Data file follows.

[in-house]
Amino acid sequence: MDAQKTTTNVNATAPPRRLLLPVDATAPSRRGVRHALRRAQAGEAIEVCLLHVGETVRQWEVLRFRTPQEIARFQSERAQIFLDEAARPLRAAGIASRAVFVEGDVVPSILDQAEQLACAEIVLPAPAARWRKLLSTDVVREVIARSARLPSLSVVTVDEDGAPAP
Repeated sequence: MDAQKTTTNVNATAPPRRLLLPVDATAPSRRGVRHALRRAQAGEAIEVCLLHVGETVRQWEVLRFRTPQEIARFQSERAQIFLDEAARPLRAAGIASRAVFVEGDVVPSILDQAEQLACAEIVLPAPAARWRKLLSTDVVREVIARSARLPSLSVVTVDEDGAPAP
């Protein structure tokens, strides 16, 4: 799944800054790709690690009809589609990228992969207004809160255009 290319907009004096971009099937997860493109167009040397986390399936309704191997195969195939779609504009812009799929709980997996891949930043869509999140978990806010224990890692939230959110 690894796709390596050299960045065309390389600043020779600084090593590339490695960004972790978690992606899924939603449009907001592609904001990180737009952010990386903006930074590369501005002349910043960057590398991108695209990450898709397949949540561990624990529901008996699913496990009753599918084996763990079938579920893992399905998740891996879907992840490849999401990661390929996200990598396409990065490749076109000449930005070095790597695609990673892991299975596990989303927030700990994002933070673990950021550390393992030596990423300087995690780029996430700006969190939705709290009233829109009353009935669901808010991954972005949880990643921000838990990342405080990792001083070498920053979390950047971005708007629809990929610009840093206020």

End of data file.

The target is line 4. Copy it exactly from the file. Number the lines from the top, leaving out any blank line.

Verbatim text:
């Protein structure tokens, strides 16, 4: 799944800054790709690690009809589609990228992969207004809160255009 290319907009004096971009099937997860493109167009040397986390399936309704191997195969195939779609504009812009799929709980997996891949930043869509999140978990806010224990890692939230959110 690894796709390596050299960045065309390389600043020779600084090593590339490695960004972790978690992606899924939603449009907001592609904001990180737009952010990386903006930074590369501005002349910043960057590398991108695209990450898709397949949540561990624990529901008996699913496990009753599918084996763990079938579920893992399905998740891996879907992840490849999401990661390929996200990598396409990065490749076109000449930005070095790597695609990673892991299975596990989303927030700990994002933070673990950021550390393992030596990423300087995690780029996430700006969190939705709290009233829109009353009935669901808010991954972005949880990643921000838990990342405080990792001083070498920053979390950047971005708007629809990929610009840093206020």